3. Worry: Many users are concerned that they are going to unintentionally disclose personal information, whether to people within their social network or to the wider public, with potentially negative consequences.
  4. Confusion: Facebook’s privacy settings confuse many of its users, making them appear difficult to manage.  This confusion is likely causing some users to over share their personal information.
  5. Overwhelmingness: New Facebook features are being rolled out at a rapid pace, making users have to adjust to an ever-changing environment.  Users have to put in a significant amount of work into understand all of these changes.

In addition to user concerns, I also looked into Facebook’s approach to privacy and what they’re trying to achieve as a business.  While much of Facebook’s strategy is still unknown, what I found included:

  1. CEO Mark Zuckerberg has been quoted as saying that privacy is no longer a “social norm” and that users are moving towards making information public.
  2. Matt McKeon’s “The Evolution of Privacy on Facebook” shows a clear shift in approach from localized sharing of information to sharing personal information with the public.
  3. Barry Schnitt, Director of Corporate Communications and Public Policy at Facebook, has admitted that page views and advertising are part of the motivation behind making information public.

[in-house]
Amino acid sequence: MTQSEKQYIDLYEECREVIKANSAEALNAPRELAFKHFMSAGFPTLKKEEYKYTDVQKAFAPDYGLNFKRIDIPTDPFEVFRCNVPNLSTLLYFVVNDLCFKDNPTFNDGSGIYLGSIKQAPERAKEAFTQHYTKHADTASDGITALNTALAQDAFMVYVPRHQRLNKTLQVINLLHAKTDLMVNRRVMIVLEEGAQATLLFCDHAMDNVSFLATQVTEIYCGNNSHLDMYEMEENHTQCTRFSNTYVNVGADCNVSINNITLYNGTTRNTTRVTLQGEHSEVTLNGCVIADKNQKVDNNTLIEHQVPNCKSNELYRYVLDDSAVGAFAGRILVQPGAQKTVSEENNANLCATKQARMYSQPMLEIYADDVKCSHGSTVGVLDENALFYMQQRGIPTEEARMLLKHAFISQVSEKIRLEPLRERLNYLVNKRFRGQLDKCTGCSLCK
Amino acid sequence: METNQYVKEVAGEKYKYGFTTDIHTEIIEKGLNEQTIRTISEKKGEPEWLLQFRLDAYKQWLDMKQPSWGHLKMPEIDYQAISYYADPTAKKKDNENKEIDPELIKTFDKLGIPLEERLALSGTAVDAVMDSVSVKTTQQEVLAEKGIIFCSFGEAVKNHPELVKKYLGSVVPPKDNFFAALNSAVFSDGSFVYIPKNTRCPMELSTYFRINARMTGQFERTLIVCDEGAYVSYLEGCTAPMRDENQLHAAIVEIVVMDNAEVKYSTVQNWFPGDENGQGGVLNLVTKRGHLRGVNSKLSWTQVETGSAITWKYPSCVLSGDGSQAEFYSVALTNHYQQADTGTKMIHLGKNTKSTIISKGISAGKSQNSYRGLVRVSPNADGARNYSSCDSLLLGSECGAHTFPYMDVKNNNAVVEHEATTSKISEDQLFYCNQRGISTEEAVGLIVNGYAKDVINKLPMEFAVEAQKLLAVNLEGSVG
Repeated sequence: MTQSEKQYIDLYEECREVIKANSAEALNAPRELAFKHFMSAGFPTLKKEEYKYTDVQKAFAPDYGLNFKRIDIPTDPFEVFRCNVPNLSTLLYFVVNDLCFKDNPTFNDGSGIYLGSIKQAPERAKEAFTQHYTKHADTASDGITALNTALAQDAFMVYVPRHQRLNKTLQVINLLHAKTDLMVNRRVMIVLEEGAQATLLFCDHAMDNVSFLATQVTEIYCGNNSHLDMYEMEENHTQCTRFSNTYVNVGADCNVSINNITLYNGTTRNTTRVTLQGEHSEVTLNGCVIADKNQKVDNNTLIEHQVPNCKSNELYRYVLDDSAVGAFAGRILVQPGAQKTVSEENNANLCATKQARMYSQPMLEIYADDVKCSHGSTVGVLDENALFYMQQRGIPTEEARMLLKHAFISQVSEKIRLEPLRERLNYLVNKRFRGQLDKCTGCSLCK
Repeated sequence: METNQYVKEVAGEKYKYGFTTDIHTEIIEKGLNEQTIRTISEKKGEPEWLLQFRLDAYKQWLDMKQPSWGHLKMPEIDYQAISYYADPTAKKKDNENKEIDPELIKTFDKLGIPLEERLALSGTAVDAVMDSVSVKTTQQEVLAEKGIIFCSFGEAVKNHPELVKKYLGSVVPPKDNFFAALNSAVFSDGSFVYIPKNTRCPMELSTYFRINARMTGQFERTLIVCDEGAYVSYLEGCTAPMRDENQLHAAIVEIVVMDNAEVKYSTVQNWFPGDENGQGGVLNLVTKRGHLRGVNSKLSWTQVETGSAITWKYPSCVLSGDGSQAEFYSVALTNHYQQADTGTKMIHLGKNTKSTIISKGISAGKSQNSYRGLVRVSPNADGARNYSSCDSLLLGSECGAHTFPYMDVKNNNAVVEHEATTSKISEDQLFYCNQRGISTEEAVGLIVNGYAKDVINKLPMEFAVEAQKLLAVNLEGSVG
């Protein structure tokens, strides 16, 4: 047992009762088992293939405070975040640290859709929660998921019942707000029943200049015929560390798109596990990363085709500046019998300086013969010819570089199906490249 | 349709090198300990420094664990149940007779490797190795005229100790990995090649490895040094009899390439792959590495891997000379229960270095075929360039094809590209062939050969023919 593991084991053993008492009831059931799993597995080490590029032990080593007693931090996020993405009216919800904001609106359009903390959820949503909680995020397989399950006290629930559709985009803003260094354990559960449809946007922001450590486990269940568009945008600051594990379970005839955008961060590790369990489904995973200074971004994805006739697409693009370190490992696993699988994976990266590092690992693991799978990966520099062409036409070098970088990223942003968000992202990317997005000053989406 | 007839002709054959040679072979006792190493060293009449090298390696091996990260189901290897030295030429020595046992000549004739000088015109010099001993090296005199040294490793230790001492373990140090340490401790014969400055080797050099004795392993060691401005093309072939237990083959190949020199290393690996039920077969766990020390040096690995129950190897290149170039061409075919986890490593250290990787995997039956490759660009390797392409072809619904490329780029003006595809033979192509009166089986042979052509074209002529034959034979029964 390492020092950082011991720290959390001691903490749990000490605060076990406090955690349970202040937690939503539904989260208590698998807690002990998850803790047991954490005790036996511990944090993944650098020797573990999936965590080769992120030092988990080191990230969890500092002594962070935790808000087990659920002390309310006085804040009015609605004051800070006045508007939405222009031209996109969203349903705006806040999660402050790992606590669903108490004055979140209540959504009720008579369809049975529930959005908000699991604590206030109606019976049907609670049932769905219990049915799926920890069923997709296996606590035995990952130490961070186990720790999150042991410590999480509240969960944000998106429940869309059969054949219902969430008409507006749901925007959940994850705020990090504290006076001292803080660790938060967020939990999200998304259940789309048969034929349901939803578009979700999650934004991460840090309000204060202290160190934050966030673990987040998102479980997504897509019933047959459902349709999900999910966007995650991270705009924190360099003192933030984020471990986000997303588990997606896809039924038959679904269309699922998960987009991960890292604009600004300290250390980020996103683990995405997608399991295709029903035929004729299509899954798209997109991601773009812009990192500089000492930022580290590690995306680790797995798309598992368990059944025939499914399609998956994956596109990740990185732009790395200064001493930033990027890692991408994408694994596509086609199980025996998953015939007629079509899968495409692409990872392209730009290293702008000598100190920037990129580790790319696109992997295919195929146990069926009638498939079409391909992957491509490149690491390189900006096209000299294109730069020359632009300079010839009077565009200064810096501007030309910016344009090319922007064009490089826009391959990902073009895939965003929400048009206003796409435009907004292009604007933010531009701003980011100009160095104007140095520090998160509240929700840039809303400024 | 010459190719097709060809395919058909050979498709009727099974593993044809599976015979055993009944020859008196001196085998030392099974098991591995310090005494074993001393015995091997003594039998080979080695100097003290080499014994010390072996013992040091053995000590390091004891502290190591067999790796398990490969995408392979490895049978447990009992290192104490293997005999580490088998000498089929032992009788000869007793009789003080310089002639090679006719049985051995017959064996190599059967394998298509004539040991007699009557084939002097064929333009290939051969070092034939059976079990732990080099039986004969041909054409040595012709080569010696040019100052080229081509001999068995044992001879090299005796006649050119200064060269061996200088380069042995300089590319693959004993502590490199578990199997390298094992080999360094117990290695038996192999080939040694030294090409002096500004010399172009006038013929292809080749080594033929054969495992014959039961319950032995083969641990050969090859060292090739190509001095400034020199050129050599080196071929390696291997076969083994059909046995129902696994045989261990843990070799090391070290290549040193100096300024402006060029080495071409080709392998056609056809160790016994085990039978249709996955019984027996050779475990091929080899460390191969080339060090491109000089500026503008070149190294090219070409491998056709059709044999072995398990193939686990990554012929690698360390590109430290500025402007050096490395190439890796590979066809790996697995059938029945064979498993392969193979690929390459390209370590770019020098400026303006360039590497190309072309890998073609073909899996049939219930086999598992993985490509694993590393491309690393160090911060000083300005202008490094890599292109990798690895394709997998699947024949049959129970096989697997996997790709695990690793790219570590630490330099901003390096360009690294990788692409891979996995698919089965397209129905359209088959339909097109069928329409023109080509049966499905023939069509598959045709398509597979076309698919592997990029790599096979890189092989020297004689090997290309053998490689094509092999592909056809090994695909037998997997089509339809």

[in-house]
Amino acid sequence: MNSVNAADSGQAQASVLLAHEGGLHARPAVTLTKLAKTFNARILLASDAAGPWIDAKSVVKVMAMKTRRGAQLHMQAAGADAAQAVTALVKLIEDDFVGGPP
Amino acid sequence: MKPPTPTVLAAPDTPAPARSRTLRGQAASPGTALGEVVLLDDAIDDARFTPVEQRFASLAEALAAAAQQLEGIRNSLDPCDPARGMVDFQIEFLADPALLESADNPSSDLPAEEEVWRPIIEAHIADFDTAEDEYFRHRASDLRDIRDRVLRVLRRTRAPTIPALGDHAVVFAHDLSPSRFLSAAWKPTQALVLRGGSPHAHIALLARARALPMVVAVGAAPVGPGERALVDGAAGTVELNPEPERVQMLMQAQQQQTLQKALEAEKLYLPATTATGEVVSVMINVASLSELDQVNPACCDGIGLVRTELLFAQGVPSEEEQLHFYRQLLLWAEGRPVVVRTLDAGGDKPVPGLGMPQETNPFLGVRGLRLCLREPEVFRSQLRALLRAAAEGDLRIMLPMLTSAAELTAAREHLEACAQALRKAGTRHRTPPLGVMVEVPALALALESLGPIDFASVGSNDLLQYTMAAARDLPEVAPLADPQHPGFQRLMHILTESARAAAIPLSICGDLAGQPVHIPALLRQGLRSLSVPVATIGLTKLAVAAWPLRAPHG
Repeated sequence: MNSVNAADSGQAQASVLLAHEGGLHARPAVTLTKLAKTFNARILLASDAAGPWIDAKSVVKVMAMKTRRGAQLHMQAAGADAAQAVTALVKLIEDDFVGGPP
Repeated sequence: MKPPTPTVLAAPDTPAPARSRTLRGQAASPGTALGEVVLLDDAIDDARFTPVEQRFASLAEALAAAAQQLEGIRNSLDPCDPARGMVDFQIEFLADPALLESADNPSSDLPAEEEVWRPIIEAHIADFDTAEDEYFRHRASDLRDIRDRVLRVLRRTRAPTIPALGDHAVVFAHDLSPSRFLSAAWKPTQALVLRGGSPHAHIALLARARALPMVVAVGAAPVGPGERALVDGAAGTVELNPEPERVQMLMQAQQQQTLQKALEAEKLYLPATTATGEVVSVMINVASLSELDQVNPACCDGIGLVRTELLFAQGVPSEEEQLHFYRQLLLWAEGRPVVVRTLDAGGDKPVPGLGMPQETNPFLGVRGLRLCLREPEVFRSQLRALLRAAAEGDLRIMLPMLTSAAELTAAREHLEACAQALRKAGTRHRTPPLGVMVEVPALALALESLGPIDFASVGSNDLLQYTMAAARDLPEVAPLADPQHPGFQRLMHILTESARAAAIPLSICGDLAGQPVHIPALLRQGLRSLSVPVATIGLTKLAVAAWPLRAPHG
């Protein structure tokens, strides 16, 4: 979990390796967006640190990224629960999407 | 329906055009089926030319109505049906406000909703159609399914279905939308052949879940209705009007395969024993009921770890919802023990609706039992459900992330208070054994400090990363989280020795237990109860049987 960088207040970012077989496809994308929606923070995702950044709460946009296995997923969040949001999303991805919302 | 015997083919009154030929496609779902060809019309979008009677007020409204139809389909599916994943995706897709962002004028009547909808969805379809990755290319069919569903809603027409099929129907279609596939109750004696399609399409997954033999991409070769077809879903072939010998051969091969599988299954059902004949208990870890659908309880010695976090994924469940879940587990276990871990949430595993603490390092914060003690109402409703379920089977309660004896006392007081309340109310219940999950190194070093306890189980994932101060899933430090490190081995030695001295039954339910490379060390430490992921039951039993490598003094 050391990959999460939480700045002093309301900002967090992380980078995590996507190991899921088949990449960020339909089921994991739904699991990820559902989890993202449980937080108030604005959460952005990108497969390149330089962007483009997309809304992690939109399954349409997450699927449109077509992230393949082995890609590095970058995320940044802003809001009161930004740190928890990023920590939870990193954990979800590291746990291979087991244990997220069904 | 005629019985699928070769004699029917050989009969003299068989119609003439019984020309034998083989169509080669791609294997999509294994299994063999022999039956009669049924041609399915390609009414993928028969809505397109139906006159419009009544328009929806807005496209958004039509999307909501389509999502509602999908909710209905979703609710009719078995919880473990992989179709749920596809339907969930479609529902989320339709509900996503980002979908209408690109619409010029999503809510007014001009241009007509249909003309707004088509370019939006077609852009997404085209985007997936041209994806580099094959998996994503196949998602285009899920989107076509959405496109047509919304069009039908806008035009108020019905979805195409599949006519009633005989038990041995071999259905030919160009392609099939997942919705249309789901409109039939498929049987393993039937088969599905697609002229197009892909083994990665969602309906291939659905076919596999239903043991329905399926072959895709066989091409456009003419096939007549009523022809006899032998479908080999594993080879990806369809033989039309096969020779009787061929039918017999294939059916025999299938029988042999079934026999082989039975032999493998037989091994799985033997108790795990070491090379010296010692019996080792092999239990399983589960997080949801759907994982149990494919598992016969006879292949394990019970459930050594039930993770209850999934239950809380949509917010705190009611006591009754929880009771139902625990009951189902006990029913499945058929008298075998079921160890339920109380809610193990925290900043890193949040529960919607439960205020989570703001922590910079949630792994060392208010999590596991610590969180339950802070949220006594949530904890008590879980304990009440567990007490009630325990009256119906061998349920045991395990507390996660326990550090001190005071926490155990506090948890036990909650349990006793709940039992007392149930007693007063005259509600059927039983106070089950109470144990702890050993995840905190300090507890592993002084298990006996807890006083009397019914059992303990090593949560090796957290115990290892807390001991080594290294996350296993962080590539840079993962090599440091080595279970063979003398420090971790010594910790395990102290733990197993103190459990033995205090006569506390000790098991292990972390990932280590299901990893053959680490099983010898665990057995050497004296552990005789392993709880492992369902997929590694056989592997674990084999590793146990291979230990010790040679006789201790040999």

While my solutions ultimately focused more on user needs, I wanted to create a flexible solution that still allowed opportunities to encourage increased information sharing.

2.  Define the Problem

The research I collected led me to focus on two primary types of privacy issues prevalent on Facebook today:

  1. Unwanted public disclosure of information: Outside of friend interactions, there is a layer of third party and public visibility to profile information and activity. There is a level of fear, mistrust, and confusion over what information is shared publicly. By default, this information is difficult to find and users must often opt-out to public disclosure of information.
  2. Difficult management of social networks: Users have a hard time managing who sees what within their social network. In our real lives, we disclose different things to different groups of people. On Facebook, by default, everyone is grouped together. It requires a significant amount of work to manage your friends list and monitor your activity to make sure that information is exposed to the right people. Because of this difficulty, personal information is frequently exposed to unintended audiences.

3.  Craft a Strategy